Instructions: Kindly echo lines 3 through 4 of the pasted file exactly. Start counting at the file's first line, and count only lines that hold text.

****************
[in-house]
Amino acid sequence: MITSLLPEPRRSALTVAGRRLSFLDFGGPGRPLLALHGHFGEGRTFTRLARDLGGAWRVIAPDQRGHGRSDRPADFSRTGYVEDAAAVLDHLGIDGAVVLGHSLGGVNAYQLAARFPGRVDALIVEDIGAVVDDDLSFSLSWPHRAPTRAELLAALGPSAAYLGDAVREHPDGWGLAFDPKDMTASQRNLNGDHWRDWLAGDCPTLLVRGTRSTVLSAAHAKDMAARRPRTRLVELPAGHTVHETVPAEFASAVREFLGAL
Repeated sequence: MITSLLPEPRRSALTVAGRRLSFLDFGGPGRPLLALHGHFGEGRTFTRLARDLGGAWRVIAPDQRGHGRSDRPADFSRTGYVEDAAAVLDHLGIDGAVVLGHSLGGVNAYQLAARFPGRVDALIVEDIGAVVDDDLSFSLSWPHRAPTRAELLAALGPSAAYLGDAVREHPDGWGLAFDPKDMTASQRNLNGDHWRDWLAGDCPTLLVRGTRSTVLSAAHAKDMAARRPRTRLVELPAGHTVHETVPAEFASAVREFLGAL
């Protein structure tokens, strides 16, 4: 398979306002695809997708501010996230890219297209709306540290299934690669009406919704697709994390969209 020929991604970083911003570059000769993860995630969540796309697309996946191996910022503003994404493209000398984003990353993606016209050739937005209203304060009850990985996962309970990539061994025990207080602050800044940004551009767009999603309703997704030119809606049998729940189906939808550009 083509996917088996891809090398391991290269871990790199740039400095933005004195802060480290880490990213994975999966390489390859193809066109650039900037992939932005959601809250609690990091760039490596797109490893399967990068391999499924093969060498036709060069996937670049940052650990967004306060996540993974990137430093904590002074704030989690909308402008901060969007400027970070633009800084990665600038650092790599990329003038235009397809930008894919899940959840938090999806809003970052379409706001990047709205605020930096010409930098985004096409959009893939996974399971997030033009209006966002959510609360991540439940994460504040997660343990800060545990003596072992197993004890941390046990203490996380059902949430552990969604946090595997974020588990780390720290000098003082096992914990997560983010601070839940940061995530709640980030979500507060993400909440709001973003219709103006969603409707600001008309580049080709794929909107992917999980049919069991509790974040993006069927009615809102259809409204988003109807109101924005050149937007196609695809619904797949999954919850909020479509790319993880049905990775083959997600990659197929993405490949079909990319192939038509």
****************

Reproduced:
Repeated sequence: MITSLLPEPRRSALTVAGRRLSFLDFGGPGRPLLALHGHFGEGRTFTRLARDLGGAWRVIAPDQRGHGRSDRPADFSRTGYVEDAAAVLDHLGIDGAVVLGHSLGGVNAYQLAARFPGRVDALIVEDIGAVVDDDLSFSLSWPHRAPTRAELLAALGPSAAYLGDAVREHPDGWGLAFDPKDMTASQRNLNGDHWRDWLAGDCPTLLVRGTRSTVLSAAHAKDMAARRPRTRLVELPAGHTVHETVPAEFASAVREFLGAL
């Protein structure tokens, strides 16, 4: 398979306002695809997708501010996230890219297209709306540290299934690669009406919704697709994390969209 020929991604970083911003570059000769993860995630969540796309697309996946191996910022503003994404493209000398984003990353993606016209050739937005209203304060009850990985996962309970990539061994025990207080602050800044940004551009767009999603309703997704030119809606049998729940189906939808550009 083509996917088996891809090398391991290269871990790199740039400095933005004195802060480290880490990213994975999966390489390859193809066109650039900037992939932005959601809250609690990091760039490596797109490893399967990068391999499924093969060498036709060069996937670049940052650990967004306060996540993974990137430093904590002074704030989690909308402008901060969007400027970070633009800084990665600038650092790599990329003038235009397809930008894919899940959840938090999806809003970052379409706001990047709205605020930096010409930098985004096409959009893939996974399971997030033009209006966002959510609360991540439940994460504040997660343990800060545990003596072992197993004890941390046990203490996380059902949430552990969604946090595997974020588990780390720290000098003082096992914990997560983010601070839940940061995530709640980030979500507060993400909440709001973003219709103006969603409707600001008309580049080709794929909107992917999980049919069991509790974040993006069927009615809102259809409204988003109807109101924005050149937007196609695809619904797949999954919850909020479509790319993880049905990775083959997600990659197929993405490949079909990319192939038509």